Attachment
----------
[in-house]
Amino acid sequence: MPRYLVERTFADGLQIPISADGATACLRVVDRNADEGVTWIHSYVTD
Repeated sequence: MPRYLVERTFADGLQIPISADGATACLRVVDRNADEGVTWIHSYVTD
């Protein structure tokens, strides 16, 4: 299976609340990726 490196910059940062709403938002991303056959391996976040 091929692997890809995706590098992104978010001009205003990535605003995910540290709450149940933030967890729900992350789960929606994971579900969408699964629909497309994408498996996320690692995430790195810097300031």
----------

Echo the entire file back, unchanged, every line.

[in-house]
Amino acid sequence: MPRYLVERTFADGLQIPISADGATACLRVVDRNADEGVTWIHSYVTD
Repeated sequence: MPRYLVERTFADGLQIPISADGATACLRVVDRNADEGVTWIHSYVTD
């Protein structure tokens, strides 16, 4: 299976609340990726 490196910059940062709403938002991303056959391996976040 091929692997890809995706590098992104978010001009205003990535605003995910540290709450149940933030967890729900992350789960929606994971579900969408699964629909497309994408498996996320690692995430790195810097300031």